When Risa* showed up at our door, two hours into moving day, with a platter piled high with homemade chocolate chip cookies, I promised my nine-year-old self that I would always be that kind of neighbor.   And twenty plus years later, I certainly am! I love an excuse to bake (there will always be an extra batch for my own freezer) and there’s nothing quite like oatmeal cookies or brownies and a hearty introduction to welcome new neighbors.

I was recently chatting with Tova, a new friend of mine, who lamented that she was having trouble connecting with her next-door neighbors.  “I just don’t understand,” she said sadly, “I really try to be friendly, and so does my husband, but they just don’t seem interested.   It seems like they run away when we try to schmooze in the hallway.”  Tova paused for a moment and looked thoughtful. “Maybe it’s hard for them that we have five kids in our apartment and they don’t have any…I think they got married before us actually….I wonder if that could be it?”  Not being in the mood for personal revelations, I merely nodded. “Tova, I’m SURE that’s what it is. Please don’t take it personally.” What I didn’t say was: I’ve been that unfriendly neighbor.

We got married and moved into apartment 3A. Next door, 3B, was under construction but quickly occupied by a raucous group of single Israeli guys.  (They gratefully devoured the baked goods we brought them.)   Their late-night partying and plethora of beer bottles in our shared recycling cans didn’t bother us so much; after all, we were hoping to soon be contributing our own noise with a crying baby.  A year later, that baby was still nowhere to be seen and the guys were packing up, to be replaced by a quiet newlywed couple, Dina and Yaakov, from the local kollel.  I welcomed Dina with a tray of strawberry muffins and looked forward to becoming friends.  We schmoozed in the hallway and sometimes borrowed an egg or squirt of dish soap from each other; things felt quite genial and neighborly.   Eleven months later, when they brought their baby boy home on a Friday afternoon and we were regaled through our shared walls with crying and cooing, my husband and I looked at each other and without speaking made an instant joint decision to go away for Shabbos.   By that time our highly fertile (or so it seemed) building was closing in on us: Bina in 2C  just had her second on her second anniversary (Irish twins!), newlywed Frieda was expecting already…strollers littered our shared entrance and the communal recycling bins were stuffed with bulk Pampers packages.  (We had never missed beer bottles so much.)  It didn’t help that the building’s elderly widow repeatedly applauded me for exercising prudent family planning, “unlike the rest of them, clearly.”  When Rivky and Dovid Goldberg (I actually have no idea what their names are, I made them up) moved in at the end of their Sheva Brachos, I wasn’t baking anymore for new neighbors.  By that point, I was barely saying hello.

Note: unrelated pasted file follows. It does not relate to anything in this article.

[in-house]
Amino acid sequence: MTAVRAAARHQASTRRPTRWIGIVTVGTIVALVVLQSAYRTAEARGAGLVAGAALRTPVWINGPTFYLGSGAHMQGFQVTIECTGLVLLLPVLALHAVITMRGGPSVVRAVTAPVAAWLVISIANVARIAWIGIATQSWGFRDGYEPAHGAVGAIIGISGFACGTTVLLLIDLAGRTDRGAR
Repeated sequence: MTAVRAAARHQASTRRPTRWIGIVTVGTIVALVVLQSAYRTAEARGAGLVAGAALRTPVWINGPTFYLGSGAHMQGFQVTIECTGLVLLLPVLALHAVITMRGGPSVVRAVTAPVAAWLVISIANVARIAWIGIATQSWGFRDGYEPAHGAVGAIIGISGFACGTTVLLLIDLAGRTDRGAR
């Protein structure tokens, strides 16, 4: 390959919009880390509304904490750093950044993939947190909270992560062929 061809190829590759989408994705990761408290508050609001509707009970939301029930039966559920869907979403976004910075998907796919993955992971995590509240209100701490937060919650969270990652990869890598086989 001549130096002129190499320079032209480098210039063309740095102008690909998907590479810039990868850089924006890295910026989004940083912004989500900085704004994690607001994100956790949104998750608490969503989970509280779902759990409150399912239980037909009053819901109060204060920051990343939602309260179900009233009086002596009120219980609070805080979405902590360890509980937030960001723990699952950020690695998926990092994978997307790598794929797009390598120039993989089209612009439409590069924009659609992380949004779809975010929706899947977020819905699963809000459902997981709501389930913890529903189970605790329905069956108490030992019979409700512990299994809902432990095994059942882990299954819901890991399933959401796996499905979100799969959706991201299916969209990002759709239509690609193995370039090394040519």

With time and medical attention we have, thank God, been blessed with children of our own.   But I will never forget the rainy day, several months after the Goldbergs had moved in, that Rivky and I awkwardly bumped into each other in front of the building, umbrellas protecting our sheitels.  She kindly introduced herself and pointed out the obvious: “We’ve never met.”  I saw the hurt in her eyes and averted my own. I returned the introduction, mumbled some incoherent apology, and hurried off to my car.  I don’t believe we conversed again.

The thing is, I was just afraid of getting hurt. Of still being panicked and childless in another year while she joined the baby parade…so it was easier to stop making an effort.    That being said, the young mothers were all lovely people who never meant any harm at all. Just the opposite- I found them to be quite sensitive.  To Dina in 3B: thank you for quietly taking down the mazel tov signs that friends left on your door, for keeping Avrumi’s stroller tucked inside your own apartment, for gently changing the topic away from feeding schedules when you saw me approaching the throng of schmoozing women on the front steps on my way out the door. We never blamed your baby for making noise through the walls.   To Tova: don’t lose heart. Give your neighbors some space, daven for them, and (if you don’t do so already) be sure that they never have to trip over your double stroller or Amazon Mom deliveries to get into their apartment.   And to Rivky, whoever and wherever you are: I owe you a plate of brownies.





*All names have been changed for this article.  Bracha, who feels very blessed, is writing under a pseudonym.